Oddly this tiny piece is not recorded. In three small movements, the first playing with the ambiguity of B as a tonic of a suspended tonality (I mean primarily a suspended chord like C#-F#-B which can have the B suspended in an F# chord or the C# wanting to go to the minor) and the open strings of the violin, which puts the B as a third, its lovely and not too difficult. The second movement works with the harmonic E and the final "Aus die Ferne" is a small moving around B - like very very slow mordents with both the naturals (C-B-A-B-C-B-A-B) and the sharps (C#-B-A#-B etc) with tones hung out to dry in the piano. It is moody and evocative and with few enough segments that it makes its point.

Poslaniya pokoynoy R.V. Trusovoy [Messages of the Late R.V. Troussova] (R. Dalos), op.17, S, ens, 1976–80
Not knowing about the late RV Troussova - frankly I don't think one should get gravitas from the circumstances of the portagonist, one should rather get it from the music - I find this a bit overlong and the multitude of small aphoristic pieces do the opposite of their intention by breaking things up far too much for the many ideas to coalesce into one piece. Kurtag's plan is certainly to have the world be put together in these various details, but there is never enough time to live in the rich worlds he builds. Some worlds are angry, others lyrical, the horn is put to good use and some worlds are Stravinskian - love the Les Noces ensemble sound. I think Kurtag's real skill is not as a melodist, or realy as a narrativist, but in orchestration and I know I've said this before, but again here there are stunning moments of orchestration - the clarinet, vibraphone and bells in the first of the third section is a particular standout.

Herdecker Eurythmie (E. Lösch), spkr, fl, vn, t lyre, op.14a–c, 1979
There appear to be three volumes of this work, 14a is scored for flute with chromatic tenor lyre. In four - surprise - enigmatic tiny movements, one of which is borrowed from the Sayings of Peter Bornemisza. The last Blumen die Menschen 2 is probably the most lovely. I don't know the other two parts, which were unavailable to me.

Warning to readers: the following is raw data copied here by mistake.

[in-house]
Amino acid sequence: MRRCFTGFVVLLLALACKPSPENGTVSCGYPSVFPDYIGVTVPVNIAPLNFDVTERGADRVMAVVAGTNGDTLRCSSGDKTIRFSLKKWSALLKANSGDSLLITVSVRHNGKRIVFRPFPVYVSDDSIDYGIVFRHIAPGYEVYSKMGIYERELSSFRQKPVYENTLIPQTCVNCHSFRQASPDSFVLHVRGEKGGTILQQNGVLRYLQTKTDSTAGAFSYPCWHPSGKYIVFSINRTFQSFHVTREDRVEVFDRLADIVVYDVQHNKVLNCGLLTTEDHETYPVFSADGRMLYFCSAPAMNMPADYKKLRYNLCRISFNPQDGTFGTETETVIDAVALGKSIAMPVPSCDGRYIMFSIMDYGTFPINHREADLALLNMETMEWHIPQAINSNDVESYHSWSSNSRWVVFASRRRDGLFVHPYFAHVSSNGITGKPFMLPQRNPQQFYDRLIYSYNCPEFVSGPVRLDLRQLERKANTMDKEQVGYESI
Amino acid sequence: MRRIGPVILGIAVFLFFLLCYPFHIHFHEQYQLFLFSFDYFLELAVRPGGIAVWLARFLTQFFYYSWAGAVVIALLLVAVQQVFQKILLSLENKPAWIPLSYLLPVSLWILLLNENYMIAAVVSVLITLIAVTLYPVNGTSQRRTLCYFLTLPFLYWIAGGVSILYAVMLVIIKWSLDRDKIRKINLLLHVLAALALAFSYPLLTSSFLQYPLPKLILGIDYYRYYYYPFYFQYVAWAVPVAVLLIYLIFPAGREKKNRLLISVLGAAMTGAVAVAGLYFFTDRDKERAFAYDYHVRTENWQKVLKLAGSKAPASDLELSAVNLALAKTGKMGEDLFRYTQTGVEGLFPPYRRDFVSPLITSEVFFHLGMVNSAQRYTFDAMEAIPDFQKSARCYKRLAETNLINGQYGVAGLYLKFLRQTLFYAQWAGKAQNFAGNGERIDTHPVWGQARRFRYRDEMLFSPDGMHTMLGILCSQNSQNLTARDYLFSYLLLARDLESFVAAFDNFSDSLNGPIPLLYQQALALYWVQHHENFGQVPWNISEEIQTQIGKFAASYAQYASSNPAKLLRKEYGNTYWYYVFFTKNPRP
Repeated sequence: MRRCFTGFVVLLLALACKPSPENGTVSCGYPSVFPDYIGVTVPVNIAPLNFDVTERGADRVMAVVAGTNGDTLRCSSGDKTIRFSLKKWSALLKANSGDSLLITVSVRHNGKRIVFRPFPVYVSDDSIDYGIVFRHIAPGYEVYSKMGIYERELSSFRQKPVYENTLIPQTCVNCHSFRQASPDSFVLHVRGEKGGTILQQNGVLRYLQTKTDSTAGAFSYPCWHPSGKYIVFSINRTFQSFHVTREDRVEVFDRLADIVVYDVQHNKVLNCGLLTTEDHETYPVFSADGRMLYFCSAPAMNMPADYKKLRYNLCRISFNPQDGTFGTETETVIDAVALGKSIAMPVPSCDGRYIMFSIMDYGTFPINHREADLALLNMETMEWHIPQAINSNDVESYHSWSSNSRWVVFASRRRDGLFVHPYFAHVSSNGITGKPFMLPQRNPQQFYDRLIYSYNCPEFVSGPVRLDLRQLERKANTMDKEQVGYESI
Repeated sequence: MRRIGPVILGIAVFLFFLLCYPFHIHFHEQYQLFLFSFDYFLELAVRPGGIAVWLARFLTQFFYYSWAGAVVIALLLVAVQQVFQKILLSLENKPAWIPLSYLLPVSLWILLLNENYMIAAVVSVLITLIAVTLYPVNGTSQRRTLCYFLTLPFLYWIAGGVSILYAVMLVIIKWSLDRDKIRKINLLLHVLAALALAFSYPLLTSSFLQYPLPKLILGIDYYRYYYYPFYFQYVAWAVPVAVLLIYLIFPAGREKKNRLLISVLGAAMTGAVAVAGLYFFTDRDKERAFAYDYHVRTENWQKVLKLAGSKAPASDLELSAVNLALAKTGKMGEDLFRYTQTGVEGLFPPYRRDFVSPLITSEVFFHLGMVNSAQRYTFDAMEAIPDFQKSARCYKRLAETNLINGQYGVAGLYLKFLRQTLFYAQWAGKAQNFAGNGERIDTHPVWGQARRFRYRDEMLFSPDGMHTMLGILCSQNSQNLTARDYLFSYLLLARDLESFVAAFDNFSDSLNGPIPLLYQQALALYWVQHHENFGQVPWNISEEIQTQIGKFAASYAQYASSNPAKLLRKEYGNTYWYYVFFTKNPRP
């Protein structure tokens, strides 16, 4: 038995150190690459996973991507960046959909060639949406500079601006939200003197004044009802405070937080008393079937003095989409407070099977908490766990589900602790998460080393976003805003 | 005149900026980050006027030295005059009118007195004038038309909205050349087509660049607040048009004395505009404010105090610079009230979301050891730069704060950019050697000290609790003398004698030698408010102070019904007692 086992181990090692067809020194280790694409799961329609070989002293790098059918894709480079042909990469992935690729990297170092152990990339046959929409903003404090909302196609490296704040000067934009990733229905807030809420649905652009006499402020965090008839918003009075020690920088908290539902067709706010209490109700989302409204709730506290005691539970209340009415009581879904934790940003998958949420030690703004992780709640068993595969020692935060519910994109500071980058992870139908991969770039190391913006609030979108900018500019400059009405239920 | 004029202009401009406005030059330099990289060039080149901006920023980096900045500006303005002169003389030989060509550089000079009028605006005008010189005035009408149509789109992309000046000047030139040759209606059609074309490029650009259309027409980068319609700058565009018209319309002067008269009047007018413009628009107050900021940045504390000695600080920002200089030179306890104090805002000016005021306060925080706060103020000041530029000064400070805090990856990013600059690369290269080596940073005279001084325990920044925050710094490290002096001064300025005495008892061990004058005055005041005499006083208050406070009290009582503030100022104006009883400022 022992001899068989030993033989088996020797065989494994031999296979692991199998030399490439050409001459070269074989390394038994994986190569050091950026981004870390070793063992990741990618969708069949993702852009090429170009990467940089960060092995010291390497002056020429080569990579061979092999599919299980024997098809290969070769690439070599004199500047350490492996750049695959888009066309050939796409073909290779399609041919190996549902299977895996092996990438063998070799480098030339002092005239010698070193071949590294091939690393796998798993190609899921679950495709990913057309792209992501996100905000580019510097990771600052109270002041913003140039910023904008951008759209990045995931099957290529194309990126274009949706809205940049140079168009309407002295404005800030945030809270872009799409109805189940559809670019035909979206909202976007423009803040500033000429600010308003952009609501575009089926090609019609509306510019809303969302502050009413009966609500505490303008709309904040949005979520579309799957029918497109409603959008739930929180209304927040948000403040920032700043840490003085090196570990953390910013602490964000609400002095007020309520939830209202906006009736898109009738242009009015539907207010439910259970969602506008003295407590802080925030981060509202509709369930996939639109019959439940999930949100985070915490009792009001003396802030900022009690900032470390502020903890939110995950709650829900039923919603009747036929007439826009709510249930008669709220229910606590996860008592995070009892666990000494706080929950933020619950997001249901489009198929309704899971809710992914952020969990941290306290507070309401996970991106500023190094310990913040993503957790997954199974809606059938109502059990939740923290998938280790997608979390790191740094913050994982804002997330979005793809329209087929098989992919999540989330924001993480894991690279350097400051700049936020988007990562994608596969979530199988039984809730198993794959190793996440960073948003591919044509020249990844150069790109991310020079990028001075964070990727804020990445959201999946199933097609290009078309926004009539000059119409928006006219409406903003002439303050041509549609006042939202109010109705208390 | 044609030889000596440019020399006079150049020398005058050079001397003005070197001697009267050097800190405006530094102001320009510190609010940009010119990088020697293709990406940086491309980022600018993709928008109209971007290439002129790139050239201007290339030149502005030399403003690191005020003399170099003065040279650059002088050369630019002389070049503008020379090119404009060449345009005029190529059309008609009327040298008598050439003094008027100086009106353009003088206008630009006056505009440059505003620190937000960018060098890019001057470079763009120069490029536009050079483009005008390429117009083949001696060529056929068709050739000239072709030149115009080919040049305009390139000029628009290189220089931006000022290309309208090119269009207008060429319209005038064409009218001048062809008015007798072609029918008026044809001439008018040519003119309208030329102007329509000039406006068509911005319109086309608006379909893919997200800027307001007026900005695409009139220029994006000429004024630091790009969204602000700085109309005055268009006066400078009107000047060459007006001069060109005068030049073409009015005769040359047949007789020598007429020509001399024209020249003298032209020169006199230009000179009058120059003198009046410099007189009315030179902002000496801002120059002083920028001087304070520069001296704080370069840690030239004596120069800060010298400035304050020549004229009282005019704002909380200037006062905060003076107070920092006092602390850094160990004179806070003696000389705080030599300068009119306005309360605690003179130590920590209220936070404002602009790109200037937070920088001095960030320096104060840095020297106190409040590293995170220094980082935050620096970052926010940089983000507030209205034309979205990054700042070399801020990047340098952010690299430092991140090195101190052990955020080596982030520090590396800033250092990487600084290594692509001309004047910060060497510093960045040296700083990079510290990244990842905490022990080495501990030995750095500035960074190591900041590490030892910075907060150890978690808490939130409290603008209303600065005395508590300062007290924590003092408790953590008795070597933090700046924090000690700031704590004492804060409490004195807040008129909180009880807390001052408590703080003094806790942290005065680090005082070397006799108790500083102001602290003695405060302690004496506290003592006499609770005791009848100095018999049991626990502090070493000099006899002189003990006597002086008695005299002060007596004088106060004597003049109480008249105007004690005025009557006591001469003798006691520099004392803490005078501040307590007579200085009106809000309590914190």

Omaggio a Luigi Nono (A. Akhmatova, R. Dalos), op.16, 1979, rev. 1985

Stsenï iz romana [Scenes from a Novel] (R. Dalos), op.19, S, vn, db, cimb, 1979–82
This series of fragments - an opera of sorts acts like an anti-Frau und Leben und Lieben or whatever the real title of the Schumann cycle is. Set for the odd and unlikely combination of soprano, violin, cimbalom and double bass, it works. Much stronger than many of the other Kurtag aphorism collections - this is tied together by the text which provides the sort of narrative dramatic framework that I find lacking in the smaller duos and the like. Kurtag's idea of narrative is very French New-Wave, we don't need the actual setting up shots, all we need are the events and the drama works from there. The music is really too short to comment on directly, but in line with the Truffault style he does present clear crisp musical images that don't need to be defined: the Hommage to Mahler, for instance with its rustic open fifths in sixteenth notes had me laughing in its quick characterisation just from a single gesture - yes that was Mahler, as with the Hommage to Schnittke which with its quirky waltz was like looking at the composers work with a loupe. Nice.

József Attila-töredékek [Attila József Fragments], op.20, S, 1981
I come into this knowing nothing about Josef Attila, I can only assume based on the setting, for soprano alone, that Attila was working in a mock-folk idiom and working alone. The settings, 20 fragments - setting is too strong a word, are presented in a style that seems to borrow more from unaccompanied folk lament, though there are few if any repetitions within the works. Instead we have 20 finely crafted melodies many of them moving around a pitch axis and filling in space. By way of example consider #17 "A Kerten" he sets up chromatic descending sixth and then finishes the pattern with three dyads that aren't a part: C#-C, C#-A, F-Ab the remainder of the line takes the space left open in these three and fills it in: E-D#-E#-F#-Ab-G-A-F#-Bb-F-E making it all but inevitable that the next pitch be B which it is the space in the wedge which hasn't been filled.

Look also at #20, which like the endings of many of these Kurtag pieces ends with an almost "white-note" fragment. Again the opening line is an expansion from a pitch wedge: C-B; add a new note E-C-B; and then the wedge expands in both directions: F-A-G. A new wedge then starts: E-G#-D#-D-F#-C#-C (this can be understood as three overlaid descending lines: E-D-C; G#-F#; D#-C#)we then return to the first wedge: G up high, Eb below. The empty space is then filled and the wedge extends lower: E-C-Ab-F and Db and so forth until the end.

As a whole it requires a lot of the singer to pull it together into a coherent unit. (I read now after writing this that Attila is considered one of the finest Hungarian poets of the 20th century, may have been schizophrenic, and committed suicide in 1937.)